Chile, the CIA and the Cold War

A Transatlantic Perspective

James Lockhart

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Reinterprets Chile and southern South America's Cold War experience from a transatlantic perspective
  • Draws on archival sources from several countries, including recently declassified documents in the United States
  • Explicitly connects Chile and the transatlantic origins of the whole Cold War to subsequent Chilean history from the late-1940s into the 1970s
  • Acknowledges the importance and pertinence of intra-Latin American relations, particularly Chileans' relations with their neighbours
  • Reconstructs Chile's early nuclear history and folds it into the larger whole of the Eisenhower administration's Atoms for Peace proposal and the IAEA's subsequent history, further mapping the emergence of the global nuclear landscape
  • Find out more: listen to an interview with James Lockhart on the Scholars Strategy Network podcast

James Lockhart blends Chilean, inter-American and transatlantic national, regional and world-historical trends into a century-long Cold War narrative. He argues that Chileans made their own history as highly engaged internationalists while reassessing American and other foreign-directed intelligence, surveillance and secret warfare operations in Chile and southern South America.

The book transcends a well-known, US-centred historiography while offering a more equitable and global interpretation of Chile's Cold War experience than previously possible. This advances research that has progressively expanded the framework of Chile's Cold War experience since the arrest of General Augusto Pinochet in the UK for human rights violations more than 20 years ago.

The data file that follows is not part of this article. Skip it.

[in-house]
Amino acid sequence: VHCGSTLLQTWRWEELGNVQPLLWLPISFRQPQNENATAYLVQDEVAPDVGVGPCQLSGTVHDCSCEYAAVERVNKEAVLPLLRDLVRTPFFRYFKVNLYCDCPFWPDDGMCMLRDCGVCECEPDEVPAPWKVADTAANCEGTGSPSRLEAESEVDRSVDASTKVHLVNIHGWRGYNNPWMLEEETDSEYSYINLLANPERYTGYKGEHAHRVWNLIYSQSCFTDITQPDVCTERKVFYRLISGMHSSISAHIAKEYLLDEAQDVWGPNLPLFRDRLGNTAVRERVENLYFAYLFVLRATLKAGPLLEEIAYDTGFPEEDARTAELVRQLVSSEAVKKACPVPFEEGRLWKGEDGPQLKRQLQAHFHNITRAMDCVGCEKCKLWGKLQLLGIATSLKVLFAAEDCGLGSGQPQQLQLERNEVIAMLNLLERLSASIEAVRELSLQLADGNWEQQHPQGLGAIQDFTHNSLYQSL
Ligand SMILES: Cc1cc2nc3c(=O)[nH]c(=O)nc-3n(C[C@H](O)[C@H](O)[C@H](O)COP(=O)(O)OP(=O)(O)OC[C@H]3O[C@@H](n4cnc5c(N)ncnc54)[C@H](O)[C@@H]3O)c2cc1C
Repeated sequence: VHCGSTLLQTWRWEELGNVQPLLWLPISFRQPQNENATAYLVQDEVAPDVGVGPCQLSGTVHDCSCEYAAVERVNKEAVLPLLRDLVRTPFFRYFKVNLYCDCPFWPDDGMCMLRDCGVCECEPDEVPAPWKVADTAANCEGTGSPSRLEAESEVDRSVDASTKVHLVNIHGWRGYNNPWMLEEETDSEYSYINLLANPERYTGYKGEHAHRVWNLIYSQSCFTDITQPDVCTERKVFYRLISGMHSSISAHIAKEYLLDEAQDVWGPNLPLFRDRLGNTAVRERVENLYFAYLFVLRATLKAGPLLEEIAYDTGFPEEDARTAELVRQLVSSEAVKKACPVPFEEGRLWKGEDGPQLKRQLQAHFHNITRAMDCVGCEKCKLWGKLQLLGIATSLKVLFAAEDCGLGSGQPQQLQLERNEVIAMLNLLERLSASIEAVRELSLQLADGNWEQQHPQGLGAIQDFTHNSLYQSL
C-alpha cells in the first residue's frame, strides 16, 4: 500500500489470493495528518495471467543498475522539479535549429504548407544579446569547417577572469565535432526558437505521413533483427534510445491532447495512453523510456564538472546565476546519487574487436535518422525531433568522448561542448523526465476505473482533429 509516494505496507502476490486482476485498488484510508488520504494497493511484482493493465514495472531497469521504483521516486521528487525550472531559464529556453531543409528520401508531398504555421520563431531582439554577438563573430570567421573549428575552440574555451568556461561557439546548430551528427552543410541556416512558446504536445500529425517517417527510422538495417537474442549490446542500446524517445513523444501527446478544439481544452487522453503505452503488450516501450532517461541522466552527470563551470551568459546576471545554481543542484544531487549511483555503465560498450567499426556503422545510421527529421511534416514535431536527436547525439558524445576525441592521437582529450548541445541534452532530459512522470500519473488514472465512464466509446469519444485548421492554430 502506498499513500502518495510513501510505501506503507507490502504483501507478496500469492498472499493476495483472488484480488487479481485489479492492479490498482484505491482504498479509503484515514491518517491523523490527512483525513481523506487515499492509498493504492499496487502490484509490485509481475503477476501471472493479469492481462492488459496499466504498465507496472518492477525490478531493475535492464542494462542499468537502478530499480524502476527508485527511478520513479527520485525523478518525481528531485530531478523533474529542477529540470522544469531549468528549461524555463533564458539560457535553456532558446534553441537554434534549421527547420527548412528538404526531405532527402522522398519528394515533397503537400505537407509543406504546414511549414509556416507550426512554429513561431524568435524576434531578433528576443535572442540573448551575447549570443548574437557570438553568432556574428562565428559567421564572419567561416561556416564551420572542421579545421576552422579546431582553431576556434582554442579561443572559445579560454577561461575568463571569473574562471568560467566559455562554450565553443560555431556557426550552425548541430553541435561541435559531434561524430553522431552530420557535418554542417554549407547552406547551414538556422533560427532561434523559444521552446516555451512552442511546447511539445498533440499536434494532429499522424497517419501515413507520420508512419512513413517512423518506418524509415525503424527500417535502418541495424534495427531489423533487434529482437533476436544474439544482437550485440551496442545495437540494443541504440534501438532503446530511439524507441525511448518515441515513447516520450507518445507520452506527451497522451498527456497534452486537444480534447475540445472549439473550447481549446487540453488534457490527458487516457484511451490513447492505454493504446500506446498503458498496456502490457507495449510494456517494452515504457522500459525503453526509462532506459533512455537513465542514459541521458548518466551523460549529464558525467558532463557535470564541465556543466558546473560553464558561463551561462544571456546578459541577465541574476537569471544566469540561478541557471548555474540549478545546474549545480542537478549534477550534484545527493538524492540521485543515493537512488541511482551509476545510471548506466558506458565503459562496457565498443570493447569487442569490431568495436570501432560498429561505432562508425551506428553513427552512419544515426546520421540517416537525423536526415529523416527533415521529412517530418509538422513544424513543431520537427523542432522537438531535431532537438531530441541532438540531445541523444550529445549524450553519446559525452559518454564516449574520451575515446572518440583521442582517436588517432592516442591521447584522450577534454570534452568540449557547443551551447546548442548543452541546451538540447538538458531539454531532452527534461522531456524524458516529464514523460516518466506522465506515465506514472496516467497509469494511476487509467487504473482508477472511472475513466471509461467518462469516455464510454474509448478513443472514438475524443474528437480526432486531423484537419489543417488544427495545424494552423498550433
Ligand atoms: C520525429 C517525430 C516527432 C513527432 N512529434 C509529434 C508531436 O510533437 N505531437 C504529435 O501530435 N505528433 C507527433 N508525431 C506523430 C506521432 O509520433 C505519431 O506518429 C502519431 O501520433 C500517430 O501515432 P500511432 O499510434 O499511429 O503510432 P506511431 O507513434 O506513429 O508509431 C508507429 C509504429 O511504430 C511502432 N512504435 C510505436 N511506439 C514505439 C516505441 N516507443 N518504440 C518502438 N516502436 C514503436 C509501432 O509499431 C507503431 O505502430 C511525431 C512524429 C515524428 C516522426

Introduction

  1. The England of South America
  2. Chilean Anticommunism
  3. Gabriel González Videla and the Transatlantic Origins of the Cold War
  4. La Ley Maldita: The Law for the Permanent Defense of Democracy
  5. The Frei Administration
  6. The Viaux Movement
  7. Plan Alfa
  8. Cool and Correct
  9. Jefe de la Plaza: The Rise of Augusto Pinochet

Conclusion

Select BibliographyIndex

Lockhart’s well-written book uses an impressive array of multilingual sources from a number of countries. He does a fine job of situating US-Chilean relations not only chronologically (in the broad sweep of the twentieth century) but in a transatlantic fashion as well.
James Siekmeier, West Virginia University, H-Diplo, H-Net Reviews, January, 2020
Chile, the CIA and the Cold War successfully contributes to the literature about the Cold War, United States–Chile relations and intelligence in Latin America. The book shows how Chileans shaped their own history, were ‘engaged internationalists’ within a multitude of different contexts and that foreign intelligence services were active in the country but were not the ‘deciders’ of Chilean Cold War experience.
Ryan Shaffer, Intelligence and National Security
This book is an excellent case study for historians of Latin America, the Cold War, and intelligence studies as well as international relations scholars, political geographers, and political scientists interested in intervention and statecraft.
Brian Jirout, PhD, Journal of Advanced Military Studies
This well researched and clearly written book argues coherently for Chilean agency in its own destiny, and places the activities of the CIA in an informed context.
Rhodri Jeffreys-Jones, University of Edinburgh
James Lockhart is Assistant Professor of History at Zayed University (ZU), in the United Arab Emirates. He specialises in the history of American foreign relations, security and intelligence, and Latin American (particularly southern South American) politics during the Cold War. He has published on the CIA, Cuban intelligence, and the effectiveness of covert operations. He is a member of the Cambridge, MA-based Scholars Strategy Network, has written for War on the Rocks, and has been interviewed by American, British, Brazilian and Australian journalists. He earned his PhD at the University of Arizona and has lectured at the Embry-Riddle College of Security and Intelligence and the American University in Dubai. He is currently researching Lt. Gen. Vernon Walters in Brazil, Chile, and Argentina.

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